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Matplotlib.pyplot.connect() in Python

  • Last Updated : 03 May, 2020
Geek Week

Matplotlib is a library in Python and it is numerical – mathematical extension for NumPy library. Pyplot is a state-based interface to a Matplotlib module which provides a MATLAB-like interface.

matplotlib.pyplot.connect() Function

This method is used to connect an event with string s to a function.

Syntax: matplotlib.pyplot.connect(s, func)

Parameters: This method accept the following parameters that are described below:
s(str): One of the following events ids:
1. ‘button_press_event’
2. ‘button_release_event’
3. ‘draw_event’
4. ‘key_press_event’
5. ‘key_release_event’
6. ‘motion_notify_event’
7. ‘pick_event’
8. ‘resize_event’
9. ‘scroll_event’
10. ‘figure_enter_event’,
11. ‘figure_leave_event’,
12. ‘axes_enter_event’,
13. ‘axes_leave_event’
14. ‘close_event’.
func(callable): The callback function to be executed, which must have the signature:
def func(event: Event) -> Any

Returns(cid): A connection id that can be used with FigureCanvasBase.mpl_disconnect.



Example 1 :




# matplotlib.pyplot.connect()
from matplotlib.backend_bases import MouseButton
import matplotlib.pyplot as plt
import numpy as np
  
  
t = np.arange(0.0, 1.0, 0.01)
s = np.sin(2 * np.pi * t)
fig, ax = plt.subplots()
ax.plot(t, s)
  
  
def on_move(event):
      
    # get the x and y pixel coords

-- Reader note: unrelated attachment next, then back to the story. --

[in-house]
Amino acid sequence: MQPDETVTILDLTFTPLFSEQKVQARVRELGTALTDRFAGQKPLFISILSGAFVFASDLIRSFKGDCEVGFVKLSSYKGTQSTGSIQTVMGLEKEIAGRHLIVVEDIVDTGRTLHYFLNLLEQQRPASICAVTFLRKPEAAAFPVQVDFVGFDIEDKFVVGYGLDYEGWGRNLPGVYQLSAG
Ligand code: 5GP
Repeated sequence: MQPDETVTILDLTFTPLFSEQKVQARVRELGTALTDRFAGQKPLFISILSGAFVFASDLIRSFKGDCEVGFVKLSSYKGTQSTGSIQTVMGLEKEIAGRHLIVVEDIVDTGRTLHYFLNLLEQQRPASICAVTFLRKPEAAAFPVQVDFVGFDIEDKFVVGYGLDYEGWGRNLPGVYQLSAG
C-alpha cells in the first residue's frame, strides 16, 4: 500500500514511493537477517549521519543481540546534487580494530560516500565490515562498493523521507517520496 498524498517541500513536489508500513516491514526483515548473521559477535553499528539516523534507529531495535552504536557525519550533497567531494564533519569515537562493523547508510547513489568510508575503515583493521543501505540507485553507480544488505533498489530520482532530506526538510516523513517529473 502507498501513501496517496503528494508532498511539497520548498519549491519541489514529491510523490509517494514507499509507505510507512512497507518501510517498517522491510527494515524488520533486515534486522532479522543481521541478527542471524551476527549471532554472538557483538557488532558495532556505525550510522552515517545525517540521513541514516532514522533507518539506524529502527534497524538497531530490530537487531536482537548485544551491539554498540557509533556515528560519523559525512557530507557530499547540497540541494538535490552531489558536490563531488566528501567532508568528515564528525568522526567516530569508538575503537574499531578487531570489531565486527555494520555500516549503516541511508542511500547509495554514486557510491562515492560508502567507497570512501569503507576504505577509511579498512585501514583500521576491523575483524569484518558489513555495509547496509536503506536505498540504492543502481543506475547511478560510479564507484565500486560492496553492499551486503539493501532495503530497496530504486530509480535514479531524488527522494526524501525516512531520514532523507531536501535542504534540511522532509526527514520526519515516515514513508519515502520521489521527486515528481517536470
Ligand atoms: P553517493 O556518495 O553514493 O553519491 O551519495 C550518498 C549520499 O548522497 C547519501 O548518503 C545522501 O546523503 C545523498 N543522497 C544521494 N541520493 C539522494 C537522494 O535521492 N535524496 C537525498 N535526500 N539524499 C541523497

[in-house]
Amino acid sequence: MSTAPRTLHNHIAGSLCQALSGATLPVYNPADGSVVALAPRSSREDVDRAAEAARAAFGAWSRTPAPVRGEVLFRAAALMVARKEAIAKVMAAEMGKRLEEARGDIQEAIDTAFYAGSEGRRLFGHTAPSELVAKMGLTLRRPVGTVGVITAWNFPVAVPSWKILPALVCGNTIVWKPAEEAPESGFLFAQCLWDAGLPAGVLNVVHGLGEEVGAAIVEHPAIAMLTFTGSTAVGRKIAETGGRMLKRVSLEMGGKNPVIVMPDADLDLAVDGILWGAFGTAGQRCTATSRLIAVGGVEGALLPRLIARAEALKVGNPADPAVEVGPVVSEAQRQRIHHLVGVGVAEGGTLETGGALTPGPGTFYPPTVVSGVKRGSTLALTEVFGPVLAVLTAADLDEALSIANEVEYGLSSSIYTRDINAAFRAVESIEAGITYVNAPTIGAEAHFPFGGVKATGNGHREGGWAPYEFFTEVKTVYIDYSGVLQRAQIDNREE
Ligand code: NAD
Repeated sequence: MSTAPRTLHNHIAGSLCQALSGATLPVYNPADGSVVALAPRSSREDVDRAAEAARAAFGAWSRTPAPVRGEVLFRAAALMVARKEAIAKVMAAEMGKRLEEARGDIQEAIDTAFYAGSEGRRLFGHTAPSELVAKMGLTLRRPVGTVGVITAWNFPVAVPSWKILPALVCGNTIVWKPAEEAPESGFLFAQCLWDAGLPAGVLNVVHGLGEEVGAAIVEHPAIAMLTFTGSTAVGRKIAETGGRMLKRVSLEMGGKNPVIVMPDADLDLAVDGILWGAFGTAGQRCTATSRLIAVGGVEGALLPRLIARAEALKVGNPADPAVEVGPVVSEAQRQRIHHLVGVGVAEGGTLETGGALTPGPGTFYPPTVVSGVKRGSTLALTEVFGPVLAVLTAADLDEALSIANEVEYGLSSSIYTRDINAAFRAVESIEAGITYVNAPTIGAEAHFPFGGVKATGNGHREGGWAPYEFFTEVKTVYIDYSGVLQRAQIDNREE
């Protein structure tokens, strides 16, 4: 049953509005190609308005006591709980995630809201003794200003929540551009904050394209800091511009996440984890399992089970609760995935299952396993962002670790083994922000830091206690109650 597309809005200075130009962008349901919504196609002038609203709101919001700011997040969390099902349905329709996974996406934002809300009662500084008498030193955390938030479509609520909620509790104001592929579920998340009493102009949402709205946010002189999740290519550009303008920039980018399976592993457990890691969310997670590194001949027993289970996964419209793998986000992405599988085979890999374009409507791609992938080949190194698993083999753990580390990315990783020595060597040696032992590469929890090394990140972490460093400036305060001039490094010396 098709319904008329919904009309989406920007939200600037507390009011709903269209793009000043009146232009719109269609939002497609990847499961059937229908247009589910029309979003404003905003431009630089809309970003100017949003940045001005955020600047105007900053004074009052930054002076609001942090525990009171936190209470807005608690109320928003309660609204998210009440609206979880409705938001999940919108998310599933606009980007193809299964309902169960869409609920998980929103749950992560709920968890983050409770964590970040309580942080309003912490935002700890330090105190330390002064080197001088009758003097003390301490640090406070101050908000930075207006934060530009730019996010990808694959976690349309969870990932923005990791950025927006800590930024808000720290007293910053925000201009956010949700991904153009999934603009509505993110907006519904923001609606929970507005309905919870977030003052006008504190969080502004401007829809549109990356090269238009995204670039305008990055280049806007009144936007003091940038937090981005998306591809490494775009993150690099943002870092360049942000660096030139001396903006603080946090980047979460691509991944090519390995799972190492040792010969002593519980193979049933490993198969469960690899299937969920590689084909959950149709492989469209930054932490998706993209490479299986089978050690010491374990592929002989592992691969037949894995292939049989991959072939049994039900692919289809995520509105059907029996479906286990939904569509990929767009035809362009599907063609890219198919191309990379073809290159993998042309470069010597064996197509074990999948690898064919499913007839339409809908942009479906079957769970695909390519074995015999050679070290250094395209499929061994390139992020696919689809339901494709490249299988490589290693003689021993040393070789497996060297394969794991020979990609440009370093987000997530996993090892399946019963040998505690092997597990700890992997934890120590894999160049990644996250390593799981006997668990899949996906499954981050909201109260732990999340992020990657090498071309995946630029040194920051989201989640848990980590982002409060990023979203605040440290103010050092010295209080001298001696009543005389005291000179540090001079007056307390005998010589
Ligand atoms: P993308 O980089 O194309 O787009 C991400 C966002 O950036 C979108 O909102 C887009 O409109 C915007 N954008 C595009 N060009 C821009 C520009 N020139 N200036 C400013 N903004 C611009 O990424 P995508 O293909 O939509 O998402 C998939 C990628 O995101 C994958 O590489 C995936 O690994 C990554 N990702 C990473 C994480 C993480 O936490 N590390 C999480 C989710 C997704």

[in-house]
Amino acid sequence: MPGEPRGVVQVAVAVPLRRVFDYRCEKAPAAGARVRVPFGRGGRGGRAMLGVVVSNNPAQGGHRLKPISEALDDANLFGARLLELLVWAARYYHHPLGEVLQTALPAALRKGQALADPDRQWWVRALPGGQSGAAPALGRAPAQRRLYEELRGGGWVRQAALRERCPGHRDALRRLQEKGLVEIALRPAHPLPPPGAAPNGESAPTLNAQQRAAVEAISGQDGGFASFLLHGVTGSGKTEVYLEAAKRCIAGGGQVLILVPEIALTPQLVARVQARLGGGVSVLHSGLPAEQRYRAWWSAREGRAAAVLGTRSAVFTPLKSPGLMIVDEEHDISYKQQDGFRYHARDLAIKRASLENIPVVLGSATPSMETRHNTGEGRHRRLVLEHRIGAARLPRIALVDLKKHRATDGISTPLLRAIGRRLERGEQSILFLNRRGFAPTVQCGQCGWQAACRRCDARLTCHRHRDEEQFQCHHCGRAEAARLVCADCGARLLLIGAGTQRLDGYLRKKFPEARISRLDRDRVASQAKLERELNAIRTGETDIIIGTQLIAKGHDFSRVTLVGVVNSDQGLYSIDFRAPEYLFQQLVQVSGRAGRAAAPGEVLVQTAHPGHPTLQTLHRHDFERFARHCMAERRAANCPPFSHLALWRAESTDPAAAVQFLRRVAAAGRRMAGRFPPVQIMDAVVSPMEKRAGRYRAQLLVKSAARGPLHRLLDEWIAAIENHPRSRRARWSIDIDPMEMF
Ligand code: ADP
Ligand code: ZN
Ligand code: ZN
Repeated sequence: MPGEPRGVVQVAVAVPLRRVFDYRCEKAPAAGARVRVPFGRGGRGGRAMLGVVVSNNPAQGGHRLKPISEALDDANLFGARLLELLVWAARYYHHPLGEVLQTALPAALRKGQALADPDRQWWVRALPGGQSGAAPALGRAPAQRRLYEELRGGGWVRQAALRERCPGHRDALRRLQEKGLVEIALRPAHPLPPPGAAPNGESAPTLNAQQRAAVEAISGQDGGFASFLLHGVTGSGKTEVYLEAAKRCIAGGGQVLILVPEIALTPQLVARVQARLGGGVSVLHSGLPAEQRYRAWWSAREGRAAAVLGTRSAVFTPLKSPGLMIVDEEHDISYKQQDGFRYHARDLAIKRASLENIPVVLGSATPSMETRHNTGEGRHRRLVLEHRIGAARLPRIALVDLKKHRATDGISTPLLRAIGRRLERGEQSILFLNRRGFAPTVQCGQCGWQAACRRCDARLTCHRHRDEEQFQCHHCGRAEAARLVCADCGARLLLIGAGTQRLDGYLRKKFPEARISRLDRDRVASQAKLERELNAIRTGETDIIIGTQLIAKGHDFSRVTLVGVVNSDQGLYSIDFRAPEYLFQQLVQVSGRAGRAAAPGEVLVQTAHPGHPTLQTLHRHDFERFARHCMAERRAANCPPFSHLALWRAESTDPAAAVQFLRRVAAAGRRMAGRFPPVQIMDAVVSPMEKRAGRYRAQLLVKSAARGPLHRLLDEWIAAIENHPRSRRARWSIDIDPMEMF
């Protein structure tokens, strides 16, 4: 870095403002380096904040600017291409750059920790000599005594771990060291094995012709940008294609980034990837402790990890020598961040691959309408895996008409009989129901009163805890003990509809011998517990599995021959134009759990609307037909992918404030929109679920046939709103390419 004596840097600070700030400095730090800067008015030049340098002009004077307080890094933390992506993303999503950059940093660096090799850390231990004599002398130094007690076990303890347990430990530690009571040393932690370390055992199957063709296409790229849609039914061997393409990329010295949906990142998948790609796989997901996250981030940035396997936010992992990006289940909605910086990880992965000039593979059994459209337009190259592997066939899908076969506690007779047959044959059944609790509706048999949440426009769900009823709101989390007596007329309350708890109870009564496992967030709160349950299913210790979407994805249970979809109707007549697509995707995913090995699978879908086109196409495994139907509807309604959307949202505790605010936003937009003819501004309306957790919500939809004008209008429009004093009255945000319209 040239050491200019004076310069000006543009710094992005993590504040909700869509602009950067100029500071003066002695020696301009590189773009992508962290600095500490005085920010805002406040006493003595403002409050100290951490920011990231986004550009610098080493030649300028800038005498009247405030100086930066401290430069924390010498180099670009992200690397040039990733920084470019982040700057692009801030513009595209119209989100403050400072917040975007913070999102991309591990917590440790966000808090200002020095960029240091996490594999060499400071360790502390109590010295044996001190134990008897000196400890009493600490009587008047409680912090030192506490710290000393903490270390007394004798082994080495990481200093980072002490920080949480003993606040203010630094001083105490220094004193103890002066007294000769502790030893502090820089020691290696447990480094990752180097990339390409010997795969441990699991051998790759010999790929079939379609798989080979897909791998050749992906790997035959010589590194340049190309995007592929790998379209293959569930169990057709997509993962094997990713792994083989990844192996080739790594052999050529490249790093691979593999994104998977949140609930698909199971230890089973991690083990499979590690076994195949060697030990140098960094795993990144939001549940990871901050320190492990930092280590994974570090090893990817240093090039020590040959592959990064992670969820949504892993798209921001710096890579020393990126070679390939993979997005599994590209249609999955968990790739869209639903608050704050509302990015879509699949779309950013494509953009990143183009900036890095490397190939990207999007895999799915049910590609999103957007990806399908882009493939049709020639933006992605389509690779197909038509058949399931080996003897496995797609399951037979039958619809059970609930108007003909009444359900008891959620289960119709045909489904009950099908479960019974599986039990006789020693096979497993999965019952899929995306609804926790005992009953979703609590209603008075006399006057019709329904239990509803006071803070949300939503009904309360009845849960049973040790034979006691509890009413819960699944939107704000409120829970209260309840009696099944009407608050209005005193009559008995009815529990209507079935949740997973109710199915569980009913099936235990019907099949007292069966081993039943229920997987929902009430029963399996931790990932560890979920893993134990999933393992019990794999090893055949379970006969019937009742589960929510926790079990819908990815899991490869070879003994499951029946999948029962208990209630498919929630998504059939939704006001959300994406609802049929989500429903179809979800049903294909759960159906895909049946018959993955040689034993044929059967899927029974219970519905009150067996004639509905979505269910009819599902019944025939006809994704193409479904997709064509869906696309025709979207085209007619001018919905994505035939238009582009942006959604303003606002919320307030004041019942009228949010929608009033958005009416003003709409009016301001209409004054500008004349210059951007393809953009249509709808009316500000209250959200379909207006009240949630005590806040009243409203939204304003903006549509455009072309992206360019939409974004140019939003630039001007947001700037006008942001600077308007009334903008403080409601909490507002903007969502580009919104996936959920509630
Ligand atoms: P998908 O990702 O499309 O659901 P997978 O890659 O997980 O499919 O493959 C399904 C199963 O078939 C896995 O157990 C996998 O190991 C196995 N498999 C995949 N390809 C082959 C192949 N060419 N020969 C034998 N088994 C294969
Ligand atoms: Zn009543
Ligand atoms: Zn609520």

x, y = event.x, event.y
      
    if event.inaxes:
        ax = event.inaxes  # the axes instance
        print('data coords % f % f' % (event.xdata,
                                       event.ydata))
  
  
def on_click(event):
      
    if event.button is MouseButton.LEFT:
        print('disconnecting callback')
        plt.disconnect(binding_id)
  
  
binding_id = plt.connect('motion_notify_event',
                         on_move)
  
plt.connect('button_press_event', on_click)
  
plt.show()

Output :

python-matplotlib-callback

Example 2 :




from matplotlib.widgets import RectangleSelector
import numpy as np
import matplotlib.pyplot as plt
  
  
def line_select_callback(eclick, erelease):
      
    # Callback for line selection.
    # *eclick * and * erelease *
    # are the press and release events.
    x1, y1 = eclick.xdata, eclick.ydata
    x2, y2 = erelease.xdata, erelease.ydata
    print("(% 3.2f, % 3.2f) --> (% 3.2f, % 3.2f)" % (x1, y1, x2, y2))
    print(" The button you used were: % s % s" % (eclick.button, 
                                                  erelease.button))
  
  
def toggle_selector(event):
      
    print(' Key pressed.')
      
    if event.key in ['Q', 'q'] and toggle_selector.RS.active:
        print(' RectangleSelector deactivated.')
        toggle_selector.RS.set_active(False)
        print(' RectangleSelector activated.')
        toggle_selector.RS.set_active(True)
  
  
# make a new plotting range
fig, current_ax = plt.subplots()
  
# If N is large one can see
N = 100000
  
# improvement by use blitting ! 
# plt.plot(x, +np.sin(.2 * np.pi * x), 
# lw = 3.5, c ='b', alpha =.7)  
# plot something
x = np.linspace(0.0, 10.0, N)
plt.plot(x, +np.cos(.2 * np.pi * x), 
         lw = 3.5, c ='c', alpha =.5)
plt.plot(x, -np.sin(.2 * np.pi * x), 
         lw = 3.5, c ='r', alpha =.3)
  
print("\n      click  -->  release")
  
# drawtype is 'box' or 'line' or 'none'
toggle_selector.RS = RectangleSelector(current_ax, line_select_callback,
                                       drawtype ='box',
                                       useblit = True,
                                       button =[1, 3],  # don't use middle button
                                       minspanx = 5, minspany = 5,
                                       spancoords ='pixels',
                                       interactive = True)
  
plt.connect('key_press_event', toggle_selector)
plt.show()

Output :

python-matplotlib-connect-2

python-matplotlib-connect-3

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